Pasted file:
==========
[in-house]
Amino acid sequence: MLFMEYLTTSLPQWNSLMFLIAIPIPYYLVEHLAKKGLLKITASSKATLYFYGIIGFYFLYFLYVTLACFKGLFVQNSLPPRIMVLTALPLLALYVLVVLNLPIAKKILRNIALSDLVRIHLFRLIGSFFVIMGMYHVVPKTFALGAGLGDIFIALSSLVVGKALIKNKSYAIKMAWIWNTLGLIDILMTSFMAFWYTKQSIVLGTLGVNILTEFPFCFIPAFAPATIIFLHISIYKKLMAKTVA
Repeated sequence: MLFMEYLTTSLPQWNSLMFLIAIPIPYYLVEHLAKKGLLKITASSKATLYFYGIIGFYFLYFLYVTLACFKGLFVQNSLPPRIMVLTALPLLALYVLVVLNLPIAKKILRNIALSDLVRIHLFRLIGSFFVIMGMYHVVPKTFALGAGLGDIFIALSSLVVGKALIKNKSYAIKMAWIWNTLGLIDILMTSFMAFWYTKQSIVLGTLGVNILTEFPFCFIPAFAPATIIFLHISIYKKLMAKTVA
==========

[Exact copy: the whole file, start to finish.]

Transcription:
[in-house]
Amino acid sequence: MLFMEYLTTSLPQWNSLMFLIAIPIPYYLVEHLAKKGLLKITASSKATLYFYGIIGFYFLYFLYVTLACFKGLFVQNSLPPRIMVLTALPLLALYVLVVLNLPIAKKILRNIALSDLVRIHLFRLIGSFFVIMGMYHVVPKTFALGAGLGDIFIALSSLVVGKALIKNKSYAIKMAWIWNTLGLIDILMTSFMAFWYTKQSIVLGTLGVNILTEFPFCFIPAFAPATIIFLHISIYKKLMAKTVA
Repeated sequence: MLFMEYLTTSLPQWNSLMFLIAIPIPYYLVEHLAKKGLLKITASSKATLYFYGIIGFYFLYFLYVTLACFKGLFVQNSLPPRIMVLTALPLLALYVLVVLNLPIAKKILRNIALSDLVRIHLFRLIGSFFVIMGMYHVVPKTFALGAGLGDIFIALSSLVVGKALIKNKSYAIKMAWIWNTLGLIDILMTSFMAFWYTKQSIVLGTLGVNILTEFPFCFIPAFAPATIIFLHISIYKKLMAKTVA